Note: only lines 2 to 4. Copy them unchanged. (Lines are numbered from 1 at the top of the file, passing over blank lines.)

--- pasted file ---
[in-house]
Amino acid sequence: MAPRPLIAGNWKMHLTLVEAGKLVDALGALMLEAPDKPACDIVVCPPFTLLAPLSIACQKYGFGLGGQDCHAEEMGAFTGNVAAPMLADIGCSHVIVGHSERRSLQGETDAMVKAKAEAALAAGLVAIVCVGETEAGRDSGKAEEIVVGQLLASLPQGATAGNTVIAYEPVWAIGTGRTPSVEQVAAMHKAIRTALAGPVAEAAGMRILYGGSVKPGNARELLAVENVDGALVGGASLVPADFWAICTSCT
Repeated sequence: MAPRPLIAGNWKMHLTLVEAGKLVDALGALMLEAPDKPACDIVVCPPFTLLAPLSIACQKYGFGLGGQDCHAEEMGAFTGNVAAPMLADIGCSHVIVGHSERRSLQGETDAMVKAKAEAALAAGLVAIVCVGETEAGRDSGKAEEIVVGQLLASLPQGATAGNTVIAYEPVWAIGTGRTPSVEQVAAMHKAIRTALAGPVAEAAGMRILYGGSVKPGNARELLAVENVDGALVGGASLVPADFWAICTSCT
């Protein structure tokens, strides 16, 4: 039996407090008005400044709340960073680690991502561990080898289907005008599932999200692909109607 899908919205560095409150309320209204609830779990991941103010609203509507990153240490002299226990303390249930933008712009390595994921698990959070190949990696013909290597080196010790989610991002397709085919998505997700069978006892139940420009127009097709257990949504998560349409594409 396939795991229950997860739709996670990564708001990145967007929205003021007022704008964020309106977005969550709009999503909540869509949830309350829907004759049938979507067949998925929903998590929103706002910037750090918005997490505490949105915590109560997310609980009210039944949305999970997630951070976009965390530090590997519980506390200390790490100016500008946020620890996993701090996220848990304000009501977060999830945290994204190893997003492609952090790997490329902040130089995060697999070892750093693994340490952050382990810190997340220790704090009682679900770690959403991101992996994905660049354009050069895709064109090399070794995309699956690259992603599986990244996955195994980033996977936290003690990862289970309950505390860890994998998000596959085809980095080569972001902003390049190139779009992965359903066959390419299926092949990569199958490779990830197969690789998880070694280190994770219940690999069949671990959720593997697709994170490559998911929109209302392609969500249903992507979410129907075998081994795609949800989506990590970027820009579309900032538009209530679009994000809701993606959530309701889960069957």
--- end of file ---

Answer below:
Amino acid sequence: MAPRPLIAGNWKMHLTLVEAGKLVDALGALMLEAPDKPACDIVVCPPFTLLAPLSIACQKYGFGLGGQDCHAEEMGAFTGNVAAPMLADIGCSHVIVGHSERRSLQGETDAMVKAKAEAALAAGLVAIVCVGETEAGRDSGKAEEIVVGQLLASLPQGATAGNTVIAYEPVWAIGTGRTPSVEQVAAMHKAIRTALAGPVAEAAGMRILYGGSVKPGNARELLAVENVDGALVGGASLVPADFWAICTSCT
Repeated sequence: MAPRPLIAGNWKMHLTLVEAGKLVDALGALMLEAPDKPACDIVVCPPFTLLAPLSIACQKYGFGLGGQDCHAEEMGAFTGNVAAPMLADIGCSHVIVGHSERRSLQGETDAMVKAKAEAALAAGLVAIVCVGETEAGRDSGKAEEIVVGQLLASLPQGATAGNTVIAYEPVWAIGTGRTPSVEQVAAMHKAIRTALAGPVAEAAGMRILYGGSVKPGNARELLAVENVDGALVGGASLVPADFWAICTSCT
């Protein structure tokens, strides 16, 4: 039996407090008005400044709340960073680690991502561990080898289907005008599932999200692909109607 899908919205560095409150309320209204609830779990991941103010609203509507990153240490002299226990303390249930933008712009390595994921698990959070190949990696013909290597080196010790989610991002397709085919998505997700069978006892139940420009127009097709257990949504998560349409594409 396939795991229950997860739709996670990564708001990145967007929205003021007022704008964020309106977005969550709009999503909540869509949830309350829907004759049938979507067949998925929903998590929103706002910037750090918005997490505490949105915590109560997310609980009210039944949305999970997630951070976009965390530090590997519980506390200390790490100016500008946020620890996993701090996220848990304000009501977060999830945290994204190893997003492609952090790997490329902040130089995060697999070892750093693994340490952050382990810190997340220790704090009682679900770690959403991101992996994905660049354009050069895709064109090399070794995309699956690259992603599986990244996955195994980033996977936290003690990862289970309950505390860890994998998000596959085809980095080569972001902003390049190139779009992965359903066959390419299926092949990569199958490779990830197969690789998880070694280190994770219940690999069949671990959720593997697709994170490559998911929109209302392609969500249903992507979410129907075998081994795609949800989506990590970027820009579309900032538009209530679009994000809701993606959530309701889960069957």